Thursday, November 6, 2008

Taegukgi: The Brotherhood of War

While Taegukgi: The Brotherhood deals with the Korean War (1950-1953), the movie captivates us for its presentation of its historical topic and its extremely well-shot action scenes. Nonetheless, no matter how good the movie is, Taegukgi: The Brotherhood of War is not necessarily a masterpiece because of some minor flaws in the script. Despite that, it still remains a watchable war movie.

The story follow two South Korean brothers. Jin-tae, a shoemaker and the elder, dropped out from school in order to work and to help his young brother, Jin-seok, to go to university. However, when North Korea invades South Korea, both brothers are compelled to join the army. On the battlefield, Jin-tae will do his best to protect his young brother. However, their bond will be tested by war.

Obviously, Taegukgi: The Brotherhood of War is shot in the tradition of Hollywood's war movies (in the good sense of the term) because of its visual and technical aspect. However, unlike what we may think, the presence of some scenes - that are a war movie's trademark and adapted to the South Korean context - doesn't plague the movie: a soldier watching the picture of his girlfriend, a bunch of soldiers introducing themselves during a break, a student who joined the army out of patriotism, a radical anti-communist, etc. After all, American producers don't hold the monopoly on the right to re-create as realistically as possible the life of soldiers on the screen!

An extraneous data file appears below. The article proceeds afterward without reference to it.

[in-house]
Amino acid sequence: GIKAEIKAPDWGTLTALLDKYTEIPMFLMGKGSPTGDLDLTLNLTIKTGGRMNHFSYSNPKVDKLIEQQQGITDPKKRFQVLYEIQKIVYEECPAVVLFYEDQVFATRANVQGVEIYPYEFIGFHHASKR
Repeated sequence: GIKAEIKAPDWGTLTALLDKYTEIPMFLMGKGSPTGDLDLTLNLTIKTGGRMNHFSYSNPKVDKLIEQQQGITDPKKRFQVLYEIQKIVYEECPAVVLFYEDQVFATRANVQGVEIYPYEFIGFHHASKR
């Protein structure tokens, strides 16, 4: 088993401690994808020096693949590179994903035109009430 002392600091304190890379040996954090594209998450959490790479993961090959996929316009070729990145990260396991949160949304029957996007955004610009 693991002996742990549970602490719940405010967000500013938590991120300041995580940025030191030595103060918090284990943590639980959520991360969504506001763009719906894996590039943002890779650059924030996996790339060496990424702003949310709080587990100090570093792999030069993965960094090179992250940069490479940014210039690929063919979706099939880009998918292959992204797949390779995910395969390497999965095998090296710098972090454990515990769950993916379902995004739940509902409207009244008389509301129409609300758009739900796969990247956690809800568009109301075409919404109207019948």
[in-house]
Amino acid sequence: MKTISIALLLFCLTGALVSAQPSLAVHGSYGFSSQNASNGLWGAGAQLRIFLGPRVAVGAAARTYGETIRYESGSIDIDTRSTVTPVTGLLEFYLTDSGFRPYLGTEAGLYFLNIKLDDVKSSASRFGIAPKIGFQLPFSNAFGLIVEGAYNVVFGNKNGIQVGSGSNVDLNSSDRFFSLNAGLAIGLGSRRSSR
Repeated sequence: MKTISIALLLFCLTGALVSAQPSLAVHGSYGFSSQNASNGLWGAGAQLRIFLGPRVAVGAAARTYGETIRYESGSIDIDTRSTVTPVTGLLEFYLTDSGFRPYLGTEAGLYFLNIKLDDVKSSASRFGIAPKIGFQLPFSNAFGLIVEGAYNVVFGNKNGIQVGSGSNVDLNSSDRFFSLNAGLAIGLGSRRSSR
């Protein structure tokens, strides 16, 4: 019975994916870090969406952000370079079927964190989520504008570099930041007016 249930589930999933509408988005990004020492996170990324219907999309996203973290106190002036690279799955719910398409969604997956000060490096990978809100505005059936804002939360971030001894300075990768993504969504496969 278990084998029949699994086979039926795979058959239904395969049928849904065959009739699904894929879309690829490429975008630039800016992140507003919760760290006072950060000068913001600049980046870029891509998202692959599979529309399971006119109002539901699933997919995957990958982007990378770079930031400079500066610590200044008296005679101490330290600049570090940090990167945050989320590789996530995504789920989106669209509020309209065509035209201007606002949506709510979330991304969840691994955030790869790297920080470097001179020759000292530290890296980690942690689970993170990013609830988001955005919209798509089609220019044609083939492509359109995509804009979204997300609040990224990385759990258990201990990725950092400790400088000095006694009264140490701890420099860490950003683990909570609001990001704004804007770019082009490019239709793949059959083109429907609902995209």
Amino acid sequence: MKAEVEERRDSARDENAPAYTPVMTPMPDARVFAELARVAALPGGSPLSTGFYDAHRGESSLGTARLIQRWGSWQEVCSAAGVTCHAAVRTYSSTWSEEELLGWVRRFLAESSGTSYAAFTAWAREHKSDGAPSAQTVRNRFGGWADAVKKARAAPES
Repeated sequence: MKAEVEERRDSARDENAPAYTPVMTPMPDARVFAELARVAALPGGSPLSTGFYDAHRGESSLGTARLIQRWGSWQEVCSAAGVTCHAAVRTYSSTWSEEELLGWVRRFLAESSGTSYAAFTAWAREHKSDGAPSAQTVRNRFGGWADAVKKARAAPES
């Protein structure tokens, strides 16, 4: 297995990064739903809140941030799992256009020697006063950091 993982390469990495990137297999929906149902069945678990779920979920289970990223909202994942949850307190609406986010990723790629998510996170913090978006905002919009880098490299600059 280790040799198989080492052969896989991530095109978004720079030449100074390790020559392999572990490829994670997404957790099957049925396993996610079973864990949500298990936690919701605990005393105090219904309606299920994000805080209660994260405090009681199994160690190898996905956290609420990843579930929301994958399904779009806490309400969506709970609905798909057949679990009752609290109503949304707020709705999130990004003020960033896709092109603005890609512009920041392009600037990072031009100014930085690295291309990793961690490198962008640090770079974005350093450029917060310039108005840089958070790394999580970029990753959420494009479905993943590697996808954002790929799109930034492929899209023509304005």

However, speaking about the script, the real weakness of the film is actually its attempt to be a little bit like Saving Private Ryan and especially Band of Brothers. In fact, while the script writers bothered to apply nuances in the evolution of the two brothers, we're left with a bunch of supporting characters (the South Korean soldiers who accompany Jin-tae and Jin-seok) that are almost as useful as Christmas ornaments. As a result of that, there are too much supporting characters meaning that we can hardly have any interest for them. Nevertheless, despite being bland on the edges and all made-up, these supporting characters are competently played by their respective actor.

All in all, Taegukgi: The Brotherhood of War is one of those historical movies that you'd rather imagine as a miniseries.

Hopefully, scriptwriter Kang Je-gyu avoids to display exaggerated heroism on screen by actually showing how war can unfortunately instill violence in a soldier's mind. Although the movie mostly shows the South Korean point of view, Kang's script shows a lot of maturity by being relatively impartial. Therefore, don't expect a line to be drawn in order to say who are the bad and the good guys. In fact, the movie also shows bad behaviours coming from some South Korean soldiers: intending to kill disarmed North Korean soldiers or even violently mistreating them, for instance. In the end, although the film is not a documentary, I'm sure that it'll please to history buffs and action lovers alike.

Rating: 4/5

Taegukgi: The Brotherhood of War
South Korea (2004)
Length: 140 minutes
Genre: War drama
Scriptwriter: Kang Je-gyu
Director: Kang Je-Gyu
Starring: Jang Dong-kun, Won Bin, Lee Eun-ju and Jang Min-ho

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